Yesterday, I wrote about the plethora of good news Papa John's
Domino's reported its second-quarter profit rose 47% as it generated net income of $23.4 million, or $0.35 per diluted share, compared with $15.9 million, or $0.18 per share, a year ago. Those results easily topped the high expectations of analysts, who were looking for earnings of $0.32.
Revenues were up 7% thanks to continued global strength at locations that have been open at least a year. Domestically, same-store sales (company-owned and franchise) grew 6.9%; this is on top of the 2.1% growth for the same quarter last year. The international market proved to be just as strong, as comp sales jumped 7.8% after gaining 5% last year -- which, by the way, marks 46 consecutive quarters of international same-store sales growth.
Despite the superior growth across the board, Domino's just maintained its outlook for the year rather than raising its guidance. It's being cautious because it feels that the strong sales from 2004 might be difficult to match. That was enough for some investors who chose to take their money and run, pushing the stock 2.5% lower on the news. You can't really blame them for thinking that perhaps the run is over after being rewarded with gains of nearly 80% in just one year.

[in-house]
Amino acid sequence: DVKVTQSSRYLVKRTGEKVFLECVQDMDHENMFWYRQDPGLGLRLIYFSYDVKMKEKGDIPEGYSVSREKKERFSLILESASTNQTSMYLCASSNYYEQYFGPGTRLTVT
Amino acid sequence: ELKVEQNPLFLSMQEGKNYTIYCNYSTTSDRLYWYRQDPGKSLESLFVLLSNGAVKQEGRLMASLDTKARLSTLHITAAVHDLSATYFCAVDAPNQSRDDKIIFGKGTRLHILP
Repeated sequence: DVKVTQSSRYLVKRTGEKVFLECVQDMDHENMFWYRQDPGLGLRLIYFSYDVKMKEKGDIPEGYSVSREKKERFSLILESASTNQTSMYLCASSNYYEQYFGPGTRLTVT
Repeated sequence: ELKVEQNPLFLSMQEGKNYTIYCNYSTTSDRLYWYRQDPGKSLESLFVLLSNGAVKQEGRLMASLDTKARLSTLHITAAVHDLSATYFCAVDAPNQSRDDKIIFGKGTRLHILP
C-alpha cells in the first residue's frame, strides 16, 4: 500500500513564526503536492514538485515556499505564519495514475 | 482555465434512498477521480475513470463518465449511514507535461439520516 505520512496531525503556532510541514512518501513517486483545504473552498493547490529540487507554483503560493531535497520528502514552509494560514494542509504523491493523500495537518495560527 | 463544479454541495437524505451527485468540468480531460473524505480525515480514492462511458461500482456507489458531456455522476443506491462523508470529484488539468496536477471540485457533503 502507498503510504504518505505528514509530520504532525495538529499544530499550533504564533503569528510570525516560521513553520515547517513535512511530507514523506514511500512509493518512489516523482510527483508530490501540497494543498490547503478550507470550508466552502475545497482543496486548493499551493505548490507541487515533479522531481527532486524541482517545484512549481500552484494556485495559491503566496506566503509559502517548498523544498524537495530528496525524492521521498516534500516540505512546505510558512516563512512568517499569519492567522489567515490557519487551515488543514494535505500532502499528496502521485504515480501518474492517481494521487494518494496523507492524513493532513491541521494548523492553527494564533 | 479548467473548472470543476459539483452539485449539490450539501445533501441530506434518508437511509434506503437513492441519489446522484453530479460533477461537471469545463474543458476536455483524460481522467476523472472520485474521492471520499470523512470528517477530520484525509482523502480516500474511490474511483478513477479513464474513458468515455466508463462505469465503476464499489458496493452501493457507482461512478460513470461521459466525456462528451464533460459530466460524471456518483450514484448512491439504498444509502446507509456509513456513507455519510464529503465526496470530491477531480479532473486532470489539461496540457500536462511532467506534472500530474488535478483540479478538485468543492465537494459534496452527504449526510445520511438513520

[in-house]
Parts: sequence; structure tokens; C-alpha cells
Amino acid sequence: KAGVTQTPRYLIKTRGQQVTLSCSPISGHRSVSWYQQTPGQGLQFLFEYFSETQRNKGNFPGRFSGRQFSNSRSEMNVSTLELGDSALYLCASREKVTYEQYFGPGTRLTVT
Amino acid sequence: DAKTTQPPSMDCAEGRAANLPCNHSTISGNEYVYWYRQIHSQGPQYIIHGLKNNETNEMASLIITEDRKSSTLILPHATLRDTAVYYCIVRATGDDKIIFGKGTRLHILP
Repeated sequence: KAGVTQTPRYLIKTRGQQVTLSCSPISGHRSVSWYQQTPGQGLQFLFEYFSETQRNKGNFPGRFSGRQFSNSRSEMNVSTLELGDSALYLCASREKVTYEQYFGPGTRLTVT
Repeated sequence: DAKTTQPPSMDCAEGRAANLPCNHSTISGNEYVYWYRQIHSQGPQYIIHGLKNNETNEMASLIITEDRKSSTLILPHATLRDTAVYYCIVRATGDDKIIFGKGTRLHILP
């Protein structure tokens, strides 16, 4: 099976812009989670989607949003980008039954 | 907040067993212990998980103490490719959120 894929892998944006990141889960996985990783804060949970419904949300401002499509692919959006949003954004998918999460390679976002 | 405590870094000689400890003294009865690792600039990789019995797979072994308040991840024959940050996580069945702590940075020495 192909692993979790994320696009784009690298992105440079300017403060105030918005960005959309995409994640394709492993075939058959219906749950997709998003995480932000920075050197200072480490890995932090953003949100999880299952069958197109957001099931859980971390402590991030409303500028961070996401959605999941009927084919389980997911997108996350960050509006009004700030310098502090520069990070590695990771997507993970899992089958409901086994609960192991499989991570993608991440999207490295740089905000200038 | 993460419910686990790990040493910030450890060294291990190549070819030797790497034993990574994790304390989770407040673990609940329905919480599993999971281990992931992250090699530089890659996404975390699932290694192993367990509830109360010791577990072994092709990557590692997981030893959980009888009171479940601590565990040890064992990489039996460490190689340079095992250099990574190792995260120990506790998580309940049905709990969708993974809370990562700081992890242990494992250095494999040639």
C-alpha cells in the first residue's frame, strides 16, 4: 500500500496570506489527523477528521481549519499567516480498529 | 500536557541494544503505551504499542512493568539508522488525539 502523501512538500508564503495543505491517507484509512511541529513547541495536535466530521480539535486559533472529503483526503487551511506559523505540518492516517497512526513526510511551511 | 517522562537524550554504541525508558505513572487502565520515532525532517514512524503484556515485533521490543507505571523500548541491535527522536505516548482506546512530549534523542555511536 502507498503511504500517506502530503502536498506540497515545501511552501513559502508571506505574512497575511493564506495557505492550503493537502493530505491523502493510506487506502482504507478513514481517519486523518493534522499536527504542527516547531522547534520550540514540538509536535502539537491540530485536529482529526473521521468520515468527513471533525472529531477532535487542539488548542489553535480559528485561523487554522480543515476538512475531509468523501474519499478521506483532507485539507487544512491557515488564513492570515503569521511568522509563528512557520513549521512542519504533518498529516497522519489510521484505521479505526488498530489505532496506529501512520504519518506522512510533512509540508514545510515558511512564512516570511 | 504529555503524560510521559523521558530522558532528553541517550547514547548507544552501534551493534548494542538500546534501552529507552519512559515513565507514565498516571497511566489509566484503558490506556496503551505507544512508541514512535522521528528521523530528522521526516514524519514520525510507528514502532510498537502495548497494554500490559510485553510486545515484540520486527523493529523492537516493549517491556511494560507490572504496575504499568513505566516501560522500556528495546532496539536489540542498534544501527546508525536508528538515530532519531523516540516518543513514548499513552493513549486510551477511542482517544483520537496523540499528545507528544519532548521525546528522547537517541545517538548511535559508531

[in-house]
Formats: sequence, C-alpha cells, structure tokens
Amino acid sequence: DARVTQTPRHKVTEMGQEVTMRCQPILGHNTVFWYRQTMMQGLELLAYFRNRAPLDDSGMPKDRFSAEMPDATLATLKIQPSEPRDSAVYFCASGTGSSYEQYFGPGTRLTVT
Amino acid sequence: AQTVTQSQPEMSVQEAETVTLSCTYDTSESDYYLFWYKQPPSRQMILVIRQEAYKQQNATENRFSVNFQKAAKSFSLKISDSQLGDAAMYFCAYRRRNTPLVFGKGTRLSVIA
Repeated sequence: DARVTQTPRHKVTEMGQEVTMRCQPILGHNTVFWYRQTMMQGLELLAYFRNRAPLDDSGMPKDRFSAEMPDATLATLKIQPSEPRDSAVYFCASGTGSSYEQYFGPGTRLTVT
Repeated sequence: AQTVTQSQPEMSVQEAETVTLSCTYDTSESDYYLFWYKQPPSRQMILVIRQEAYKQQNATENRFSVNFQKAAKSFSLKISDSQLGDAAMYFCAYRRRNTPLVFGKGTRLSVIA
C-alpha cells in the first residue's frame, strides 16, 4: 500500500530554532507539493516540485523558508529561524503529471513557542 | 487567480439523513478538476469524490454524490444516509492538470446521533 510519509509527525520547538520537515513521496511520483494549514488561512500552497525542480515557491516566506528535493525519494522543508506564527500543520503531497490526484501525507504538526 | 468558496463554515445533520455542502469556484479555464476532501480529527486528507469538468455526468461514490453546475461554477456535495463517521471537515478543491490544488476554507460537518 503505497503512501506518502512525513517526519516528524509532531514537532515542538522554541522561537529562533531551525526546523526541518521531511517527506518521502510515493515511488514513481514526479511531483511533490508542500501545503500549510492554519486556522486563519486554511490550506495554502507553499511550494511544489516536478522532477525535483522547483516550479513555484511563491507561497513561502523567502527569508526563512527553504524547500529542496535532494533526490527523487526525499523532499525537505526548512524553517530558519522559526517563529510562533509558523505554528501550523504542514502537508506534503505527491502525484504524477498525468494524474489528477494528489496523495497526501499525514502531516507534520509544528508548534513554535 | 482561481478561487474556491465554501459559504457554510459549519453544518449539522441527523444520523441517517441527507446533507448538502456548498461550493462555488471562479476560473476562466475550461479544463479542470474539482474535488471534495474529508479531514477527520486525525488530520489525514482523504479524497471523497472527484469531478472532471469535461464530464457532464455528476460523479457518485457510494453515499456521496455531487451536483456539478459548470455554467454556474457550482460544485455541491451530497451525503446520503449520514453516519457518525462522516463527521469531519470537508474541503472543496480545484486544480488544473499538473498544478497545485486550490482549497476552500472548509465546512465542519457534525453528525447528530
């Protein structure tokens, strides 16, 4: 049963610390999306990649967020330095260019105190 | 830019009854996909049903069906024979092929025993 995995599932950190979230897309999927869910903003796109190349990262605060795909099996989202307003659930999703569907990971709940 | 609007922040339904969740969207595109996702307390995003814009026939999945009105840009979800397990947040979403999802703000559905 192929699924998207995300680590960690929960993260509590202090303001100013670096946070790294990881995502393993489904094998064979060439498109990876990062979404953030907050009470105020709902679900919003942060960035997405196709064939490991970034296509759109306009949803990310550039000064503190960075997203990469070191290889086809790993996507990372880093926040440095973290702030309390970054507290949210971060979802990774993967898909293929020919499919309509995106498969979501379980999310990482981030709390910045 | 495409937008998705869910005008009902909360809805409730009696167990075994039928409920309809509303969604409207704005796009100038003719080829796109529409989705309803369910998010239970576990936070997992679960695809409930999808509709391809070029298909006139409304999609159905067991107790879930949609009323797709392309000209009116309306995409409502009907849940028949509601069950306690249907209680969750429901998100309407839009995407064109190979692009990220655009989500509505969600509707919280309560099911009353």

Domino's reiterated its outlook for earnings growth of 11% to 13% with earnings per share of $1.24 to $1.27. Decent growth, right? Well, that's not enough for analysts who are expecting much higher earnings of $1.35 per share. Anything less would likely cause the stock to suffer, further validating those investors who decided to jump ship.
I can't say whether or not those investors who sold off made the right decision, and we probably won't know for sure until the end of the year, but it's difficult to justify walking away from such an appetizing company. However, given Domino's tremendous run over the past year, its somewhat cautious outlook for the second half, and the fact that its annual guidance is significantly lower than what analysts are expecting, it might be wise for investors to get their slice to go.
I would, however, keep a close eye on Domino's. I think any decrease in price would likely be short-term, and in the long run it should continue to offer decent growth, although I do think this is the last of its 80% annual gains.
For another bite, see:
Fool contributor Mike Cianciolo doesn't own shares of any company in this article.